ENGL 5860. Survey of Women's Literature. 3 cr. hrs.

Study of selected female authors that addresses their distinctive social and aesthetic concerns, with emphasis on the range of critical methods instrumental to feminist literary criticism (e.g., historicism, archetypal criticism, psychoanalysis). Authors may include: Austen, the Brontes, Burney, G. Eliot, Julien of Norwich, Kempe, Morrison, O'Connor, Shelley, Silko, Woolf, and Wroth.

ENGL 5870. Studies in Women and Literature. 3 cr. hrs.

Past offerings have included: multicultural women's autobiography, the sentimental novel, fictions of domesticity, women's writing in the Renaissance, romanticism and gender, the female gothic, and black women's writing. Consult Schedule of Classes, the dept. Web site or its course descriptions booklet for specific topic.

ENGL 5931. Topics in Literature or Writing. 3 cr. hrs.

Past offerings have included: the Bible as literature, literary responses to the Viet Nam War, literature and the environment, literature of the Holocaust, the Vikings, and meaning and identity. Consult Schedule of Classes, the dept. Web site or its course descriptions booklet for specific topic. If topic is in writing, may not be counted toward the credits required for an M.A. or Ph.D. degree in English.

ENGL 5953. Seminar in Literature. 3 cr. hrs.

Advanced practice in the techniques and discipline of intensive literary study. Consult Schedule of Classes, the dept. Web site or its course descriptions booklet for specific topic.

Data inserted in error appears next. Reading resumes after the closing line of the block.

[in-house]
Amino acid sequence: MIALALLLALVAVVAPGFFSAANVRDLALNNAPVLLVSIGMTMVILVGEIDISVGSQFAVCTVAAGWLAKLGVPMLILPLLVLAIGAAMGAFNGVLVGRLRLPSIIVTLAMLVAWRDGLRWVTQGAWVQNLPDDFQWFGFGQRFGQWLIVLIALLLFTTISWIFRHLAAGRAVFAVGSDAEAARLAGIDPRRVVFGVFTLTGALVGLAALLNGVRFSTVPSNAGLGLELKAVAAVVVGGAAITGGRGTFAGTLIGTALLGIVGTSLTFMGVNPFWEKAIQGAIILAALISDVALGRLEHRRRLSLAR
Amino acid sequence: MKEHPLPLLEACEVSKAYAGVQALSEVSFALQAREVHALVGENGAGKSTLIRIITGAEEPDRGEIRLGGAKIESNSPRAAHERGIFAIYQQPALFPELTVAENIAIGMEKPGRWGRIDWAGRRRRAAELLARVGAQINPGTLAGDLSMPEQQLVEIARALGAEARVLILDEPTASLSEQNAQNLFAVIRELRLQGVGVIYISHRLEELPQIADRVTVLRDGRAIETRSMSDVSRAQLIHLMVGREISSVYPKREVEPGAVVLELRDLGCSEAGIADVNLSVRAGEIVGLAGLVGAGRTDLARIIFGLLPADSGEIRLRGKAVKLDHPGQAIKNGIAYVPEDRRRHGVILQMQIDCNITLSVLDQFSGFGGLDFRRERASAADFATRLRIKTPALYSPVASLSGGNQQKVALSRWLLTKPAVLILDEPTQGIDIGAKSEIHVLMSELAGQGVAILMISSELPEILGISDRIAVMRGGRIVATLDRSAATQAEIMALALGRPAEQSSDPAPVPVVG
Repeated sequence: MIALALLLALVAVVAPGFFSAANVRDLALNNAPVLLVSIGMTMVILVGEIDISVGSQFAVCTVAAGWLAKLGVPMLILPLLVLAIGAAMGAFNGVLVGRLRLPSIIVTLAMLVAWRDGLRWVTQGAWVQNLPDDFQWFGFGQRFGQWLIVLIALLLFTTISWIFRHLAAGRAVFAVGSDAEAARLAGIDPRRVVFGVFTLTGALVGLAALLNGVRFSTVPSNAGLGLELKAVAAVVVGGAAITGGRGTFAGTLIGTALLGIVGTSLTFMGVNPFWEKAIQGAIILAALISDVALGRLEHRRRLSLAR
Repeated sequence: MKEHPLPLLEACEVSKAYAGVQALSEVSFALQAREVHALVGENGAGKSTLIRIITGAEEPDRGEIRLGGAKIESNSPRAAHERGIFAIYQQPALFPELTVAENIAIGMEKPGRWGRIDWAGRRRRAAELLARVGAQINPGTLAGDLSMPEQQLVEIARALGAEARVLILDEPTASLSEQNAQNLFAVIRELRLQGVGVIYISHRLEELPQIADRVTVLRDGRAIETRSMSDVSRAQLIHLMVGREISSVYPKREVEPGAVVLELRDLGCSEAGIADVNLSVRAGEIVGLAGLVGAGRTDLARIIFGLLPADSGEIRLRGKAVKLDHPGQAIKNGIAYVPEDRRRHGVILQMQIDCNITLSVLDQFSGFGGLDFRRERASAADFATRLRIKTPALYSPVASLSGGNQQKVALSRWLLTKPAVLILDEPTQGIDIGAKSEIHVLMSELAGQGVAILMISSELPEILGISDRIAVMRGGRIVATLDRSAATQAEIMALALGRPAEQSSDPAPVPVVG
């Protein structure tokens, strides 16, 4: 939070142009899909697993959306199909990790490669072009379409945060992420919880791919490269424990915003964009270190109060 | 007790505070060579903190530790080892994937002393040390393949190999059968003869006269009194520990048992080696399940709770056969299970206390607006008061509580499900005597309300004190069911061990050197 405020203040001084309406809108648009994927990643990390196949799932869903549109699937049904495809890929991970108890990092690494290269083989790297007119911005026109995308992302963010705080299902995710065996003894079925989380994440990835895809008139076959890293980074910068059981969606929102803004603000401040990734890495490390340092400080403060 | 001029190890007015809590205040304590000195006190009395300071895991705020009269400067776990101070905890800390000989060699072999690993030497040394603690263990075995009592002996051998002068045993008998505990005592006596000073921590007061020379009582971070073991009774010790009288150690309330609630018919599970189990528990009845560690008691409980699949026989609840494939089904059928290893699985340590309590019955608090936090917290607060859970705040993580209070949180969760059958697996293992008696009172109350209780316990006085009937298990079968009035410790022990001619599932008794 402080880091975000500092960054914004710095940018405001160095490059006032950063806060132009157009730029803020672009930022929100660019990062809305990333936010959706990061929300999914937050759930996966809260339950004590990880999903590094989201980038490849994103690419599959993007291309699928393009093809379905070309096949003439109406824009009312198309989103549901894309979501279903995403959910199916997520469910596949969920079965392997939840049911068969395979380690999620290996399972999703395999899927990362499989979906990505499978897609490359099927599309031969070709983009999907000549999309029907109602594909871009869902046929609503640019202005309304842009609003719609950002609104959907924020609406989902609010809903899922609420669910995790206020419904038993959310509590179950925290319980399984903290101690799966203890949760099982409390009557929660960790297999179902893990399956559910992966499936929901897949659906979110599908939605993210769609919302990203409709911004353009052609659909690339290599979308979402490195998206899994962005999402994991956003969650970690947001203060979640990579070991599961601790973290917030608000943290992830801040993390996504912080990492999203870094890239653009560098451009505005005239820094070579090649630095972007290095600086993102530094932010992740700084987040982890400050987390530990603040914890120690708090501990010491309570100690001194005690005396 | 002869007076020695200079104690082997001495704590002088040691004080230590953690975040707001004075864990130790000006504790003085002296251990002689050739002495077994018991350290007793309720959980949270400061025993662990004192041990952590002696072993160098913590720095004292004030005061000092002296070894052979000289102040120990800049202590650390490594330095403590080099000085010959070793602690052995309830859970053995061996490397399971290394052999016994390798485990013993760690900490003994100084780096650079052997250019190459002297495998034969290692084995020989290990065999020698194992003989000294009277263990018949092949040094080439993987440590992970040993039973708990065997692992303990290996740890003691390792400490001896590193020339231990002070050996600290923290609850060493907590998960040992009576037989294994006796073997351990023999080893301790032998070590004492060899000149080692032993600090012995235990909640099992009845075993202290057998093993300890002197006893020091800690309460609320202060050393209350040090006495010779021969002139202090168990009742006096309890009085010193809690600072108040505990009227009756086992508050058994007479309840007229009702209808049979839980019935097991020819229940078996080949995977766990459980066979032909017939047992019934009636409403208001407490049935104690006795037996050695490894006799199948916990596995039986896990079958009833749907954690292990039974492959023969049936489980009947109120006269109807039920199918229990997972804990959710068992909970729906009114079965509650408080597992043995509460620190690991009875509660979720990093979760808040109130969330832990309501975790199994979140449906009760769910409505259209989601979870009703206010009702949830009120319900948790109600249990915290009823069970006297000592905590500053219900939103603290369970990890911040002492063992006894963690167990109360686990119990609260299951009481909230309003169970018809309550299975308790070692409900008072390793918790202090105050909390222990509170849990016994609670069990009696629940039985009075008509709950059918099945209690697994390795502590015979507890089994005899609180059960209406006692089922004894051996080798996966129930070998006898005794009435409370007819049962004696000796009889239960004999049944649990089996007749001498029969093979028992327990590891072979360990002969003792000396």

ENGL 5954. Seminar in Writing. 3 cr. hrs.

Advanced practice in the techniques and discipline of writing. Offered in fiction, in poetry and in nonfiction. Consult Schedule of Classes, the dept. Web site or its course descriptions booklet for specific genre.

ENGL 6200. Old English. 3 cr. hrs.

The grammar and syntax of Anglo-Saxon. Selected readings from the prose and poetry in the corpus of Anglo-Saxon literature.

ENGL 6205. Studies in Language and Linguistics:. 3 cr. hrs.

ENGL 6210. Studies in English Literature, the Beginnings to 1500. 3 cr. hrs.

ENGL 6215. Studies in Renaissance Literature. 3 cr. hrs.

ENGL 6220. Studies in Shakespeare:. 3 cr. hrs.

ENGL 6300. Studies in Restoration and Eighteenth Century Literature:. 3 cr. hrs.

ENGL 6400. Studies in Nineteenth-Century British Literature. 3 cr. hrs.

ENGL 6500. Studies in Twentieth-Century British Literature:. 3 cr. hrs.

ENGL 6600. Studies in American Literature from the Beginnings to 1900. 3 cr. hrs.

ENGL 6700. Studies in Twentieth-Century American Literature:. 3 cr. hrs.

ENGL 6800. Studies in Genre:. 3 cr. hrs.

ENGL 6810. Study in History of Literary Criticism. 3 cr. hrs.

Study of the major critics and texts in literary criticism and critical theory from the classical period to 20th century New Criticism.